Interventions effective in increasing influenza vaccination rates

Clinical question: 
How effective are access, provider, system and societal interventions in increasing the uptake of influenza vaccination in people aged 60 years and older in the community?
Bottom line: 
Effective interventions for increasing community demand were a letter plus leaflet/postcard (compared with a letter), nurses/pharmacists educating plus vaccinating patients, a phone call from a senior, a telephone invitation rather than clinic drop-in, free groceries lottery and nurses educating and vaccinating patients. Effective interventions for enhancing vaccination access were home visits (compared with clinic invitation), free vaccine and patient group visits. Effective provider/system interventions were paying physicians, reminding physicians about all their patients, posters plus postcards, chart review/feedback and educational outreach/feedback.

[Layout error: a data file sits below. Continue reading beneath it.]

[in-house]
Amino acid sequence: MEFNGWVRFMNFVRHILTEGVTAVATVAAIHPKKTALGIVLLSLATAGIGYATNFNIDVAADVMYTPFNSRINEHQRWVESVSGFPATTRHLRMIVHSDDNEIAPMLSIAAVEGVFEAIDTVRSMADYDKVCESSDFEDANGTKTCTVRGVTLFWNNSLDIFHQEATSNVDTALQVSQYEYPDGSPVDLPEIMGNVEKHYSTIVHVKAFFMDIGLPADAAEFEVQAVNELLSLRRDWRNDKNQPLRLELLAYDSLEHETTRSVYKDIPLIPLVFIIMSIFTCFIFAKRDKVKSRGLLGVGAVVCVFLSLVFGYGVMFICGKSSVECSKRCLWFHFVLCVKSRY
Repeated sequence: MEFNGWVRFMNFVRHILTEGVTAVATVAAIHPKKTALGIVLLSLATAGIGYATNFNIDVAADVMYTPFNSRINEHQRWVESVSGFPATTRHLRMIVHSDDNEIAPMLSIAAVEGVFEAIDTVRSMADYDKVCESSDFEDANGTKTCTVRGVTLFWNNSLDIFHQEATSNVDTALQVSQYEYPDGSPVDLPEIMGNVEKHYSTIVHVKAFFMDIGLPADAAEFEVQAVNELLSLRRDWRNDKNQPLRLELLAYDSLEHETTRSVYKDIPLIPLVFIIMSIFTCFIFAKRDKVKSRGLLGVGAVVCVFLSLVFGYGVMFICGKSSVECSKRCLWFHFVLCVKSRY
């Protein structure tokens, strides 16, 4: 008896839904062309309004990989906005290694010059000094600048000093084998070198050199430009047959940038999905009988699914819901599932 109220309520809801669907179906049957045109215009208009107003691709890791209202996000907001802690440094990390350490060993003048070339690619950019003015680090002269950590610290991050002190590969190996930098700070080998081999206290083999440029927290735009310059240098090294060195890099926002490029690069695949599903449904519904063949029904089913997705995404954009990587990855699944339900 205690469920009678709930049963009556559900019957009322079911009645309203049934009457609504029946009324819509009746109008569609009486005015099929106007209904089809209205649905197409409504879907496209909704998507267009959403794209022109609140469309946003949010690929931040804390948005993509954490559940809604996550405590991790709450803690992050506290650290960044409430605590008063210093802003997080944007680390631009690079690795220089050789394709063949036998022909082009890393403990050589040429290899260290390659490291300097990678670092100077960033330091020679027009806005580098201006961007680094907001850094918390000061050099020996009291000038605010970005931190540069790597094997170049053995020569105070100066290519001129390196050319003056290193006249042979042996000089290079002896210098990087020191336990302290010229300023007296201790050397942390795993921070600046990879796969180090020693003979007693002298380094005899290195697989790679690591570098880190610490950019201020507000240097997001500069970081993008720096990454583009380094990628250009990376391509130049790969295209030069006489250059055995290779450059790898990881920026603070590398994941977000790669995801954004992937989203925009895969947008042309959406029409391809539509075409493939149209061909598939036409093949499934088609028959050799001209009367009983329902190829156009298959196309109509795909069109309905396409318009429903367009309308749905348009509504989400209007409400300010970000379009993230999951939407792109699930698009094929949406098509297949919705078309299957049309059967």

Trials did not report adverse events. There were no trials of interventions at a societal level. A key problem was measuring how complete the assessment of influenza vaccination was, as in most of the US studies it was possible for participants to receive vaccination at walk-in clinics and during campaigns, instead of their regular clinics; some studies did not perform independent verification of the accuracy and completeness of their clinic records or financial billings.
Many health authorities recommend influenza vaccination of older people. However, vaccination uptake in people aged 60 and older varies across countries, socioeconomic and health-risk groups. It is important to identify effective interventions to increase influenza vaccination uptake.
Review CD#: 
November, 2014
Authored by: 
Brian R McAvoy